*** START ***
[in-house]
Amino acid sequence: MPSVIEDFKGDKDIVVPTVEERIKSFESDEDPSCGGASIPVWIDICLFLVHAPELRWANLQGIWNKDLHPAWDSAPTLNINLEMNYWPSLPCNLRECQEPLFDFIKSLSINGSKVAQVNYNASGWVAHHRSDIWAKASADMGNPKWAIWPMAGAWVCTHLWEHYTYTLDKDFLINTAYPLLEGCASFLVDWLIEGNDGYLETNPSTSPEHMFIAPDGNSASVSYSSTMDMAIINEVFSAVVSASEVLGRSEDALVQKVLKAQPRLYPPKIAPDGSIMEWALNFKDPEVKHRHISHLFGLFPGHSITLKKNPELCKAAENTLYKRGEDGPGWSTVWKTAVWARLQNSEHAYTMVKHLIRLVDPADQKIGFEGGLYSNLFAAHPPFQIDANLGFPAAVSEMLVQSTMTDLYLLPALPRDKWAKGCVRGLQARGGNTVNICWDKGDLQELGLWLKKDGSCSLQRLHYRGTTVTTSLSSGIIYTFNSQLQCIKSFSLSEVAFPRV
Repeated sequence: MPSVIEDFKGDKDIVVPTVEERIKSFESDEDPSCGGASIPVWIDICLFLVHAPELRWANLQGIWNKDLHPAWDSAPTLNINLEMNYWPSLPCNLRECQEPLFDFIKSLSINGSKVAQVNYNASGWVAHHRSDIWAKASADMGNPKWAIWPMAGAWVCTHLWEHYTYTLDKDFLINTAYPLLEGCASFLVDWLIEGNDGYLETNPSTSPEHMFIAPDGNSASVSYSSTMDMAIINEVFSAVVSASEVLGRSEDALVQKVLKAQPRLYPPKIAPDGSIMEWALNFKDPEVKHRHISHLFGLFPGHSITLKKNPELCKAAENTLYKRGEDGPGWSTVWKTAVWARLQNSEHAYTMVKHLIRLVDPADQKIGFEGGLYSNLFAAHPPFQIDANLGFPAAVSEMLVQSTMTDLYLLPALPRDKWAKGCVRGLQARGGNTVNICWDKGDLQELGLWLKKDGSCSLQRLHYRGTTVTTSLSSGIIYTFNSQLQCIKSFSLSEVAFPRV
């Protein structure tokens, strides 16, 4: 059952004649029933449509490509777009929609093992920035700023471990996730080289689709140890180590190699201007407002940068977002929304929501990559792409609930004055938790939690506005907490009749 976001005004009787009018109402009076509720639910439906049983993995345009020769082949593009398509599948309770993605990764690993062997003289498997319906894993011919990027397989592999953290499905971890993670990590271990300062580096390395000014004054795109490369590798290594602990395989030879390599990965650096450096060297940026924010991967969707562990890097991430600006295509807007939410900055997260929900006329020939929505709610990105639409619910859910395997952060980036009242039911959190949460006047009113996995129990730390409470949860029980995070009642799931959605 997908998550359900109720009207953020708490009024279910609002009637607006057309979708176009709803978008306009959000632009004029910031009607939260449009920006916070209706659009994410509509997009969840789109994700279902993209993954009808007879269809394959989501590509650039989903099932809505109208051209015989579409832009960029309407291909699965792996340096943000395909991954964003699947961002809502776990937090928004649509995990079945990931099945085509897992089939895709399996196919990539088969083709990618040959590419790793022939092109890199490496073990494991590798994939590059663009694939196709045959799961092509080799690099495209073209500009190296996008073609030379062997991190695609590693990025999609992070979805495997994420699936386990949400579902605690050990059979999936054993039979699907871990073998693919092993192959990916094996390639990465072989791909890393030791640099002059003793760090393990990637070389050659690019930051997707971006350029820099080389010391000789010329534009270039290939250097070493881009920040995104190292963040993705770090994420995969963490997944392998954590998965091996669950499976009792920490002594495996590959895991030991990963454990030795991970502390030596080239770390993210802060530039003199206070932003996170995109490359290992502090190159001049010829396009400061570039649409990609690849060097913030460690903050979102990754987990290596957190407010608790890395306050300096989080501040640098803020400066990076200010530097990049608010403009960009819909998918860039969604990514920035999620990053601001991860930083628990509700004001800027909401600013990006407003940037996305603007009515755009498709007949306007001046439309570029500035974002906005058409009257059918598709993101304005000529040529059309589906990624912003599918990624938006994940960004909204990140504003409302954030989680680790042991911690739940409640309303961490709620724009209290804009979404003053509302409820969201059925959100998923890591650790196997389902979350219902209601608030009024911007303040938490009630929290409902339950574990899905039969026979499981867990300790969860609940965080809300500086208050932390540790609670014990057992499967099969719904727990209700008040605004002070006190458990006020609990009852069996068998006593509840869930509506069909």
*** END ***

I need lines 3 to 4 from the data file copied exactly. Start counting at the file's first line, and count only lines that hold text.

Repeated sequence: MPSVIEDFKGDKDIVVPTVEERIKSFESDEDPSCGGASIPVWIDICLFLVHAPELRWANLQGIWNKDLHPAWDSAPTLNINLEMNYWPSLPCNLRECQEPLFDFIKSLSINGSKVAQVNYNASGWVAHHRSDIWAKASADMGNPKWAIWPMAGAWVCTHLWEHYTYTLDKDFLINTAYPLLEGCASFLVDWLIEGNDGYLETNPSTSPEHMFIAPDGNSASVSYSSTMDMAIINEVFSAVVSASEVLGRSEDALVQKVLKAQPRLYPPKIAPDGSIMEWALNFKDPEVKHRHISHLFGLFPGHSITLKKNPELCKAAENTLYKRGEDGPGWSTVWKTAVWARLQNSEHAYTMVKHLIRLVDPADQKIGFEGGLYSNLFAAHPPFQIDANLGFPAAVSEMLVQSTMTDLYLLPALPRDKWAKGCVRGLQARGGNTVNICWDKGDLQELGLWLKKDGSCSLQRLHYRGTTVTTSLSSGIIYTFNSQLQCIKSFSLSEVAFPRV
């Protein structure tokens, strides 16, 4: 059952004649029933449509490509777009929609093992920035700023471990996730080289689709140890180590190699201007407002940068977002929304929501990559792409609930004055938790939690506005907490009749 976001005004009787009018109402009076509720639910439906049983993995345009020769082949593009398509599948309770993605990764690993062997003289498997319906894993011919990027397989592999953290499905971890993670990590271990300062580096390395000014004054795109490369590798290594602990395989030879390599990965650096450096060297940026924010991967969707562990890097991430600006295509807007939410900055997260929900006329020939929505709610990105639409619910859910395997952060980036009242039911959190949460006047009113996995129990730390409470949860029980995070009642799931959605 997908998550359900109720009207953020708490009024279910609002009637607006057309979708176009709803978008306009959000632009004029910031009607939260449009920006916070209706659009994410509509997009969840789109994700279902993209993954009808007879269809394959989501590509650039989903099932809505109208051209015989579409832009960029309407291909699965792996340096943000395909991954964003699947961002809502776990937090928004649509995990079945990931099945085509897992089939895709399996196919990539088969083709990618040959590419790793022939092109890199490496073990494991590798994939590059663009694939196709045959799961092509080799690099495209073209500009190296996008073609030379062997991190695609590693990025999609992070979805495997994420699936386990949400579902605690050990059979999936054993039979699907871990073998693919092993192959990916094996390639990465072989791909890393030791640099002059003793760090393990990637070389050659690019930051997707971006350029820099080389010391000789010329534009270039290939250097070493881009920040995104190292963040993705770090994420995969963490997944392998954590998965091996669950499976009792920490002594495996590959895991030991990963454990030795991970502390030596080239770390993210802060530039003199206070932003996170995109490359290992502090190159001049010829396009400061570039649409990609690849060097913030460690903050979102990754987990290596957190407010608790890395306050300096989080501040640098803020400066990076200010530097990049608010403009960009819909998918860039969604990514920035999620990053601001991860930083628990509700004001800027909401600013990006407003940037996305603007009515755009498709007949306007001046439309570029500035974002906005058409009257059918598709993101304005000529040529059309589906990624912003599918990624938006994940960004909204990140504003409302954030989680680790042991911690739940409640309303961490709620724009209290804009979404003053509302409820969201059925959100998923890591650790196997389902979350219902209601608030009024911007303040938490009630929290409902339950574990899905039969026979499981867990300790969860609940965080809300500086208050932390540790609670014990057992499967099969719904727990209700008040605004002070006190458990006020609990009852069996068998006593509840869930509506069909």